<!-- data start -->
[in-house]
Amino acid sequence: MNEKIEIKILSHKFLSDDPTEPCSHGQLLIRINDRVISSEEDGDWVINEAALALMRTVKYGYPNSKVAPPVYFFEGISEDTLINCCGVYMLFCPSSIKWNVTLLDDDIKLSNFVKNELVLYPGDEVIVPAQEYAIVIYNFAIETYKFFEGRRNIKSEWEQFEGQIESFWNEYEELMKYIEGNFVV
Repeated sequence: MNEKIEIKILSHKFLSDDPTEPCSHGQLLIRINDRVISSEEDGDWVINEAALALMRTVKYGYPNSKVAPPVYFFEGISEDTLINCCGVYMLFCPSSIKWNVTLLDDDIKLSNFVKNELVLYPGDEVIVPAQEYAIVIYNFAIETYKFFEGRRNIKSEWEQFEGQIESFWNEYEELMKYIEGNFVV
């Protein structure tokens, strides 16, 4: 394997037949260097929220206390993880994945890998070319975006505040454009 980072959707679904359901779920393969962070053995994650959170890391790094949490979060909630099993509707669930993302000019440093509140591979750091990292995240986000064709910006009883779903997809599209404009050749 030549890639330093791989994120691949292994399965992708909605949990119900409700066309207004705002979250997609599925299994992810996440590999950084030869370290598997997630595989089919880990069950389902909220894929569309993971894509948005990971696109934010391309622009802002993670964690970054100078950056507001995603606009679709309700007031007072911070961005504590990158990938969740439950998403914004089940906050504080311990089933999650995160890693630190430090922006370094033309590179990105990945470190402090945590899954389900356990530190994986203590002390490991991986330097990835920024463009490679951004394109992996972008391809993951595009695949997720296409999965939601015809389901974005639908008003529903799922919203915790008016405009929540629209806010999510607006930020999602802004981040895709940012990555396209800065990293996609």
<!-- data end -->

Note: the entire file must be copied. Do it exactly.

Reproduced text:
[in-house]
Amino acid sequence: MNEKIEIKILSHKFLSDDPTEPCSHGQLLIRINDRVISSEEDGDWVINEAALALMRTVKYGYPNSKVAPPVYFFEGISEDTLINCCGVYMLFCPSSIKWNVTLLDDDIKLSNFVKNELVLYPGDEVIVPAQEYAIVIYNFAIETYKFFEGRRNIKSEWEQFEGQIESFWNEYEELMKYIEGNFVV
Repeated sequence: MNEKIEIKILSHKFLSDDPTEPCSHGQLLIRINDRVISSEEDGDWVINEAALALMRTVKYGYPNSKVAPPVYFFEGISEDTLINCCGVYMLFCPSSIKWNVTLLDDDIKLSNFVKNELVLYPGDEVIVPAQEYAIVIYNFAIETYKFFEGRRNIKSEWEQFEGQIESFWNEYEELMKYIEGNFVV
């Protein structure tokens, strides 16, 4: 394997037949260097929220206390993880994945890998070319975006505040454009 980072959707679904359901779920393969962070053995994650959170890391790094949490979060909630099993509707669930993302000019440093509140591979750091990292995240986000064709910006009883779903997809599209404009050749 030549890639330093791989994120691949292994399965992708909605949990119900409700066309207004705002979250997609599925299994992810996440590999950084030869370290598997997630595989089919880990069950389902909220894929569309993971894509948005990971696109934010391309622009802002993670964690970054100078950056507001995603606009679709309700007031007072911070961005504590990158990938969740439950998403914004089940906050504080311990089933999650995160890693630190430090922006370094033309590179990105990945470190402090945590899954389900356990530190994986203590002390490991991986330097990835920024463009490679951004394109992996972008391809993951595009695949997720296409999965939601015809389901974005639908008003529903799922919203915790008016405009929540629209806010999510607006930020999602802004981040895709940012990555396209800065990293996609």